On-target as usual, the inimitable Peggy Noonan [emphasis added]:
The Sarah Palin choice is really going to work, or really not going to work. It’s not going to be a little successful or a little not; it’s not going to be a wash. She is either going to be magic or one of history’s accidents. She is either going to be brilliant and groundbreaking, or will soon be the target of unattributed quotes by bitter staffers shifting blame…
Because she jumbles up so many cultural categories, because she is a feminist not in the Yale Gender Studies sense but the How Do I Reload This Thang way, because she is a woman who in style, history, moxie and femininity is exactly like a normal American feminist and not an Abstract Theory feminist; because she wears makeup and heels and eats mooseburgers and is Alaska Tough, as Time magazine put it; because she is conservative, and pro-2nd Amendment and pro-life; and because conservatives can smell this sort of thing — who is really one of them and who is not — and will fight to the death for one of their beleaguered own; because of all of this she is a real and present danger to the American left, and to the Obama candidacy.
She could become a transformative political presence. So they are going to have to kill her, and kill her quick.
As I wrote yesterday (before reading Noonan’s column, which came out today):
…the very fact of [Palin's] being the GOP VP nominee ‘breaks’ the primary narrative (outdated caricature, really) on which the media, the Democrat party and the left in general have come to rely — a narrative based, quite ironically, on the worst kind of group stereotyping… It takes years to change such a broad narrative in any meaningful way. Thus, their only option is to destroy Palin before she can build up a more meaningful, nuanced, national reputation.
One of the questions Noonan asks, further down in the piece linked above, is whether Palin can ‘take it’– that is, the attempts to personally destroy and to metaphorically kill her. (God forbid someone with a really bad BDS hangover tries the actual, physical version, but it’s always possible. Some on the left would like to paint the current climate as somehow equivalent to the late 1960s and we all know how that ended up.)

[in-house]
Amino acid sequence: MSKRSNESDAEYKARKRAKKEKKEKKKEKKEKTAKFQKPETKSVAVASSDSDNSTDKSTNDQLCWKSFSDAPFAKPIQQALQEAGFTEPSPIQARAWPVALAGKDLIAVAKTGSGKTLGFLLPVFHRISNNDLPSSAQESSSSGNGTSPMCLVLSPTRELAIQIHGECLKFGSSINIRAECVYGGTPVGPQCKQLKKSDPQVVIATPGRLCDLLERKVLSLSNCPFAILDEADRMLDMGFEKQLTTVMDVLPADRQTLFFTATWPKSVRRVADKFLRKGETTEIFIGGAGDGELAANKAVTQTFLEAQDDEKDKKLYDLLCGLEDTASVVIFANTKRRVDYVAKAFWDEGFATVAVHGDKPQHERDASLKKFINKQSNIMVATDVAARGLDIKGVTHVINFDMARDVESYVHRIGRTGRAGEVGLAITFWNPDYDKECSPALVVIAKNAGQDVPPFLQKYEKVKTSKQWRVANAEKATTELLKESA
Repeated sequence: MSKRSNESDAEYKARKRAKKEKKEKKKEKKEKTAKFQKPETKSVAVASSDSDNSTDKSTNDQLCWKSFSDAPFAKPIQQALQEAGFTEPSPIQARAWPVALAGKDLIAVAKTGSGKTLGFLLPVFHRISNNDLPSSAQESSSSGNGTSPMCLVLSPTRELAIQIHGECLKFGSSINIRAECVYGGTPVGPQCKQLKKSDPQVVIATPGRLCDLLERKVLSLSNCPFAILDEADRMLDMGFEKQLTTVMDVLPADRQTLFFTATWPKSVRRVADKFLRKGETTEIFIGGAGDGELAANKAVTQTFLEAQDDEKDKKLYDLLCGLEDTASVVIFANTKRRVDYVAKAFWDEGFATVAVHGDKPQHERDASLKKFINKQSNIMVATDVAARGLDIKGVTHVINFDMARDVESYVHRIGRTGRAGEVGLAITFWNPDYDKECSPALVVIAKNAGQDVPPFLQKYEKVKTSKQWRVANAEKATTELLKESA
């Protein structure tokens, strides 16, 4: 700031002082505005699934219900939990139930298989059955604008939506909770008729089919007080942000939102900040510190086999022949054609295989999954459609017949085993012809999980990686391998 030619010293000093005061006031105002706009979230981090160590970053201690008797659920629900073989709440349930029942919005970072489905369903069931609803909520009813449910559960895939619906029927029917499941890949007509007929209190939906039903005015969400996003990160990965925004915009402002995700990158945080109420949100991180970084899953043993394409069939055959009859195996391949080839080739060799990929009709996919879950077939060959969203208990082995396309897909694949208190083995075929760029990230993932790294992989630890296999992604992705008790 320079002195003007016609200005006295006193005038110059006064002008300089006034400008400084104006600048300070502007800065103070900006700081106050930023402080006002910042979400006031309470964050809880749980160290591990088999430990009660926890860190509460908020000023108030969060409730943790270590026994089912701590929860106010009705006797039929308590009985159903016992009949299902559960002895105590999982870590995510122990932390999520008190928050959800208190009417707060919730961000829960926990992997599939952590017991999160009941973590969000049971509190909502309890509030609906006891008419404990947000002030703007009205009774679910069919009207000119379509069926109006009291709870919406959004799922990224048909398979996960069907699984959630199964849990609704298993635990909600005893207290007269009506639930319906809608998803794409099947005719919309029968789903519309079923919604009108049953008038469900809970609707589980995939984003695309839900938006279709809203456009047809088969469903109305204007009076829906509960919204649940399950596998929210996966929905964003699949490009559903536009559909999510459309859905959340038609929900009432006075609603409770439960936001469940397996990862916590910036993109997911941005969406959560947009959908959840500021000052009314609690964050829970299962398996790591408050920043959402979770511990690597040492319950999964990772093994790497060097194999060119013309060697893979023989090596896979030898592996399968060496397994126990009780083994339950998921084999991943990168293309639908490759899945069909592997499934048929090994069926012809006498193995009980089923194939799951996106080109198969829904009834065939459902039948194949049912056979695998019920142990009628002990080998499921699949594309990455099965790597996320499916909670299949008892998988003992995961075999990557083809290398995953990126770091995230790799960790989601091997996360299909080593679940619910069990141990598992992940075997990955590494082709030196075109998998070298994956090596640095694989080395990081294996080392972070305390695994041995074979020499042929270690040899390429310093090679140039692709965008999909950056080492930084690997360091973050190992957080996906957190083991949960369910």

I strongly suspect that she can, that she will (be tough and ‘take it’, that is) and that she will not go about doing so in a rope-a-dope, loss-minimizing kind of way. As a mentor of mine liked to say: you don’t score points on defense. She is no shrinking violet, that much seems clear.
I suspect McCain saw in her some quality — some deep, optimistic but realistic toughness that he may not have needed to put into words or explain to his staffers. Something which resonated deep in his bones. He saw a bit of whatever it was that saw him through long bleak nights on cold floors, jungle rot and mosquitoes, Viet Cong beatings and head-games, lice-filled mattresses and maggot-infested food for seven long years. Something he knows was not there in those who lost hope and gave up and were dumped in the jungle somewhere.
Call it faith. Call it toughness. Call it resilience. I suspect it’s some combination of all of those.
One related point… Something that’s gotten short-shrift in the debate about her experience (because many people don’t understand the distinction) is the kind of experience she has, how that differs from Obama’s or Biden’s and how it increases her likelihood of success and effectiveness in the campaign and in office.
To be precise: she has been an executive – a role that includes, but does not end with the kind of resilience I’ve just described. As Rudy Giuliani put it last night: “When you’re President of the United States, you can’t just vote ‘present. You must make decisions.” He should know. He might have added: with inadequate information, without precedent, under intense pressure, with no one to hide behind or blame if you’re wrong. You don’t get that in one term as a legislator. It’s telling that Obama feels compelled to compare his experience to hers. She might be president if something happens to McCain. Obama will be president four and a half short months unless something happens to McCain. Something like Sarah Palin.